The order also will increase the value of an emergency benefit, also included in economic rescue legislation, to provide money for families to replace the free meals students would have been receiving at school before the pandemic forced students out of classrooms. That expansion would amount to an extra $100 every two months for a family of three.

The president also will seek to allow workers to draw unemployment benefits if they quit jobs they fear are unsafe amid the pandemic, by asserting “that workers have a federally guaranteed right to refuse employment that will jeopardize their health, and if they do so, they will still qualify for unemployment insurance,” White House officials said in a fact sheet detailing the orders.

To help struggling individuals and families, Mr. Biden will direct the Treasury Department to find new ways to get stimulus checks, including $600 checks passed in December and $1,200 checks passed in March, to as many as eight million eligible people who have not yet received them.

The second order also will direct federal agencies to determine which of their workers earn less than $15 an hour, and to develop “recommendations to promote a $15 per hour minimum wage for them,” the fact sheet said.  Biden has called on Congress to raise the minimum wage to $15 an hour for all workers.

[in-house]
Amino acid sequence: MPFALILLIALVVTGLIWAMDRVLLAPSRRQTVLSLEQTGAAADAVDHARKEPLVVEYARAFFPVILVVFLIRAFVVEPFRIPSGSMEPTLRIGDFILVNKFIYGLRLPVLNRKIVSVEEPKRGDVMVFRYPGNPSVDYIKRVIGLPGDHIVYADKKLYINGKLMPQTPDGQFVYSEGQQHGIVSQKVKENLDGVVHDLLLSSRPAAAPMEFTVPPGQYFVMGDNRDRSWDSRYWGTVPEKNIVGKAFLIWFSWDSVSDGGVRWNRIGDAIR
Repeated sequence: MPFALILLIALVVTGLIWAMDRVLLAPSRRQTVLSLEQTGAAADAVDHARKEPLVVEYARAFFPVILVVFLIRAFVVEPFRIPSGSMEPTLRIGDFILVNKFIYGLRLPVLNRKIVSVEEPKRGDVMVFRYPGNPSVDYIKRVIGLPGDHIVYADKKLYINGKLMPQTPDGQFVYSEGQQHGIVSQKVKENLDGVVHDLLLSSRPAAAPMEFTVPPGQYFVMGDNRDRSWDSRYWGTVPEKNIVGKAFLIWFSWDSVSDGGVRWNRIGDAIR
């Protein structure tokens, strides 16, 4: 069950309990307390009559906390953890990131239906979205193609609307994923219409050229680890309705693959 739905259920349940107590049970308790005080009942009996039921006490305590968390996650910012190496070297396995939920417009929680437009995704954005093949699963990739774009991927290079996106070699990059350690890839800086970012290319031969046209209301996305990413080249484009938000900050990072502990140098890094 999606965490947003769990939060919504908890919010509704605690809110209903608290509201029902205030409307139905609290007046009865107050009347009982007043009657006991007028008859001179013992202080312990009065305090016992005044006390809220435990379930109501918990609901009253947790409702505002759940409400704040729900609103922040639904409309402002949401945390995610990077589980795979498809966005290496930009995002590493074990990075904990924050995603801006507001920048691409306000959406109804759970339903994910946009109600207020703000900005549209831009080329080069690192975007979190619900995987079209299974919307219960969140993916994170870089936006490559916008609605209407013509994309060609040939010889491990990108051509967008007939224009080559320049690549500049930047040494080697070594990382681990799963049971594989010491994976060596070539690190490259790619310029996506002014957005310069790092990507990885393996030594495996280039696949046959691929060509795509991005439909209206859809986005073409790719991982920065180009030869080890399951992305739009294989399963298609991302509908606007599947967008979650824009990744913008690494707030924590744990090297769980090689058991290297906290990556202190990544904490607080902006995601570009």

Research contact: @nytimes

 

Trump knuckles under, signs stimulus package

December 29, 2020

While many Americans spent the holiday weekend worrying or grieving about sick friends and relatives, trying to get work, and eating food bank provisions, a peevish President Donald Trump partied and played golf at his private Palm Beach club, Mar-a-Lago.

But even Air Force One couldn’t get him far enough away from the problems he had created in the nation’s capital. Both Democratic and Republican party leaders pressured Trump to sign two bills he had left on his desk and threatened to veto—a major coronavirus stimulus package and an annual spending bill.

Trump had not participated in the talks leading up to passage of the COVID-19 aid legislation, but had indicated to his surrogate, Treasury Secretary Steven Mnuchin, that he would approve a bill that offered direct stimulus checks of $600 to the American people.

Indeed, Mnuchin promised that, once the bill passed, the $600 stimulus checks could be expected to reach Americans by this week. Meanwhile, unemployment programs established earlier this year expired on Saturday night.